“…Is neutrality the proper stance, however? For those who stand in the prophetic and apostolic traditions of the Scriptures, no neutrality is in fact admissible. These people hear the groans of the suffering, take a stance, and act. Then they reflect by engaging in ‘double vision,’ take a stance again, and act.

I can’t begin to describe how relevant the quotes above are to my experiences this past year at Cedarville University. Untold numbers of debates about justice sprouted everywhere from the cafeteria, to the dorm rooms, to the Facebook pages. Sadly, most of the cries for something resembling “double vision” came from those who refused to speak up or act.

What about you? Do you have a concrete example that resonates with Volf’s quotes above? Do you find his vision, as represented in the quotes above, compelling? Foolhardy? 

Give feedback in the comments.

"I say I'm a pa…

“I say I’m a pacifist because I’m a violent son of a bitch. I’m a Texan. I can feel it in every bone I’ve got. And I hate the language of pacifism because it’s too passive. But by avowing it, I create expectations in others that hopefully will help me live faithfully to what I know is true but that I have no confidence in my own ability to live it at all. That’s part of what nonviolence is–the attempt to make our lives vulnerable to others in a way that we need one another. To be against war–which is clearly violent–is a good place to start. But you never know where the violence is in your own life. To say you’re nonviolent is not some position of self-righteousness–you kill and I don’t. It’s rather to make your life available to others in a way that they can help you discover ways you’re implicated in violence that you hadn’t even noticed.”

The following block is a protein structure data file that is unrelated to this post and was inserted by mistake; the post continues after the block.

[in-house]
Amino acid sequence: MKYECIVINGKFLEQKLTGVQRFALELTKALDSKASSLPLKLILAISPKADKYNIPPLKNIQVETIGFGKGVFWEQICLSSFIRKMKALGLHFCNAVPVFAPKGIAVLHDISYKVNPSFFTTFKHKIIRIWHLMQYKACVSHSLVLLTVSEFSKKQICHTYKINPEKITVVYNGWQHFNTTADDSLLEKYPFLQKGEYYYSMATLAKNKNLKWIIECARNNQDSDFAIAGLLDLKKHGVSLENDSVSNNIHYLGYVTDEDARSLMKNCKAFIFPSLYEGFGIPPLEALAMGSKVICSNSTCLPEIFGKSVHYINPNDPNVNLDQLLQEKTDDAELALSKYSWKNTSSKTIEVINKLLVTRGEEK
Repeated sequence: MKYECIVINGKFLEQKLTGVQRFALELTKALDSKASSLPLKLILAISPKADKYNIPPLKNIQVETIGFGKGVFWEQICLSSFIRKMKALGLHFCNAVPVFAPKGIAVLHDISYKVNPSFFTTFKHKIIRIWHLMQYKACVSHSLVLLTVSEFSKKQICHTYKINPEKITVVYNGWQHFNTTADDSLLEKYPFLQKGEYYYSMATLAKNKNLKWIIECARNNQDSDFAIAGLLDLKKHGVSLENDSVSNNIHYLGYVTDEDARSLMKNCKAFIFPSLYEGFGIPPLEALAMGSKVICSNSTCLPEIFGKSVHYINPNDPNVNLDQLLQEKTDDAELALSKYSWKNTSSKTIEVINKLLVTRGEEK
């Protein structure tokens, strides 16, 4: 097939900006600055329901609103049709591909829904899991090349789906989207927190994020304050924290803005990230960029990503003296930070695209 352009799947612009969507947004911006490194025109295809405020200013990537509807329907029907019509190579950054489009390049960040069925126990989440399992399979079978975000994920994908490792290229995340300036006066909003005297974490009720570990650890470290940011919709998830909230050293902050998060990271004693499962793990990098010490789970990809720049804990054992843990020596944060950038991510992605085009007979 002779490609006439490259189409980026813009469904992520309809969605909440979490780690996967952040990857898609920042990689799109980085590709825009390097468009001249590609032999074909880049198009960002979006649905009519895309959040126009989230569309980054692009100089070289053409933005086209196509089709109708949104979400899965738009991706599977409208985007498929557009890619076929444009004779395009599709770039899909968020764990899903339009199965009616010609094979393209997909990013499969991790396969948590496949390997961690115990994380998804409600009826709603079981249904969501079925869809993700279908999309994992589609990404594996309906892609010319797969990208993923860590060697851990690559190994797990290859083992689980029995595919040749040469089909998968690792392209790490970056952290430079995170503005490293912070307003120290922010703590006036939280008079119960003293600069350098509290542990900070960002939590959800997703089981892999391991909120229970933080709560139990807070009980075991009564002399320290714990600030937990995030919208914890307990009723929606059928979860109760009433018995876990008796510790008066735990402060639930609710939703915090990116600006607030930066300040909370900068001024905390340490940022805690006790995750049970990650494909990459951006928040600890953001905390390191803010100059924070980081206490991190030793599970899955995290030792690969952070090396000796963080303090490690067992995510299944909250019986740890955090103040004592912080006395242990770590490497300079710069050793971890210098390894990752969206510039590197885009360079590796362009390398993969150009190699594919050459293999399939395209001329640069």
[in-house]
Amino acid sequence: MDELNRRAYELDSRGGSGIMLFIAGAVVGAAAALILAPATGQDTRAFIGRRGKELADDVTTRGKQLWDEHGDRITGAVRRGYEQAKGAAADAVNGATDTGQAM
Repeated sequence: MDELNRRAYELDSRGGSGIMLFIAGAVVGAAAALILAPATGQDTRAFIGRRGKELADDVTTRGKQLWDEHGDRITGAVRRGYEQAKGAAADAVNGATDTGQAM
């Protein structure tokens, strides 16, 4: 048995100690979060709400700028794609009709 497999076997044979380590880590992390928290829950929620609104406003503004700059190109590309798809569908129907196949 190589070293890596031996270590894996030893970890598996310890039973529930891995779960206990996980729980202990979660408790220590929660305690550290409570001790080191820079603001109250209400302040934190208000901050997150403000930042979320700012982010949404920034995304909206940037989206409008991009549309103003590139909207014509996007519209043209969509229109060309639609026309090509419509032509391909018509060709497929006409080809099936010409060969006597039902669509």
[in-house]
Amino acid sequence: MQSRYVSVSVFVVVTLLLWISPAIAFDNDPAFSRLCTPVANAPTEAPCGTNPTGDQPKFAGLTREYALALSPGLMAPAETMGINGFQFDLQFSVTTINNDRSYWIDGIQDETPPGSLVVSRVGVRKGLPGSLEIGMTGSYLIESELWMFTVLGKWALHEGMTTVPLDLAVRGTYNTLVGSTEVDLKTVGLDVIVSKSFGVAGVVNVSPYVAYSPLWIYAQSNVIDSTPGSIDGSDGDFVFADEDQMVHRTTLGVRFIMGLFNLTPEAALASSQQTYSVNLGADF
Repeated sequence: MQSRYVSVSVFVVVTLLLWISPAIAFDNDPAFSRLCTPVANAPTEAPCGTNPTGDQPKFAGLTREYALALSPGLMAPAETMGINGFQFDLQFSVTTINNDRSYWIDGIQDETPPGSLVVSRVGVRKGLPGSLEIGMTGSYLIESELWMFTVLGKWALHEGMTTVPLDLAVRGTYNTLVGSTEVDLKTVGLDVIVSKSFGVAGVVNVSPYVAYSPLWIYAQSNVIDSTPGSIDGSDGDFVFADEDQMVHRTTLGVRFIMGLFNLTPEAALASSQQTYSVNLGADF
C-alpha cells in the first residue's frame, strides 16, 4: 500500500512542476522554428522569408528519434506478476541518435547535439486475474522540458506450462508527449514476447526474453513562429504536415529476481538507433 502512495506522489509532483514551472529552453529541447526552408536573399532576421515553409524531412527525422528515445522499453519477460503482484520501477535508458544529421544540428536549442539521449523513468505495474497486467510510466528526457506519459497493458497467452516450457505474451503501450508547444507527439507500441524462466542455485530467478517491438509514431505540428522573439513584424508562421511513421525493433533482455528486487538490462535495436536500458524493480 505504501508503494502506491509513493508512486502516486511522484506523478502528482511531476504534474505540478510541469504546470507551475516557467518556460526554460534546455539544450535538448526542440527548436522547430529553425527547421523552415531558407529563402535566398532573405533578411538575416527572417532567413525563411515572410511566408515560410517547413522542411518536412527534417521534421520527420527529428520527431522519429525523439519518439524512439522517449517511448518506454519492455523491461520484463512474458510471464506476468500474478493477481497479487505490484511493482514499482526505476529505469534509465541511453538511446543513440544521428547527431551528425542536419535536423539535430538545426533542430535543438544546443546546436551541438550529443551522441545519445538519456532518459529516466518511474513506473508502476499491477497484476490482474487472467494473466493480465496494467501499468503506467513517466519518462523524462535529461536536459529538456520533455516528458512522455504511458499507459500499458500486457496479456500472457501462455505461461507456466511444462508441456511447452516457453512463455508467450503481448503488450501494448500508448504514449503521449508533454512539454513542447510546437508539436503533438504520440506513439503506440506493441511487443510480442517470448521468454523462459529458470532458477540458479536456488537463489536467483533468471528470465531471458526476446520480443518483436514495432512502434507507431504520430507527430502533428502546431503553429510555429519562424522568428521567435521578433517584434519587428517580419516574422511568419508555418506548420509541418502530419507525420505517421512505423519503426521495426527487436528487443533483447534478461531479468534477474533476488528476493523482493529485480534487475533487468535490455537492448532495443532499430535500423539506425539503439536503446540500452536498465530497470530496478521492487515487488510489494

~Stanley Hauerwas

…I don’t know about you, but I needed to hear these words today.

(Un)Righteous Anger? – Yoda, Jonah, Nahum, and Us

(TEXTS: Jonah 3:5-10; 4:1-11; Nahum 1:1-8)

INTRODUCTION

Image

A great green theologian of old claimed that anger is based on fear, that it leads to hatred, and results in suffering. And while I do not wish to disregard the wisdom of a long time ago in a galaxy far, far away, I would like to take a closer look at anger as discussed in Scripture, and to consider what makes certain instances of anger righteous or unrighteous, legitimate or illegitimate.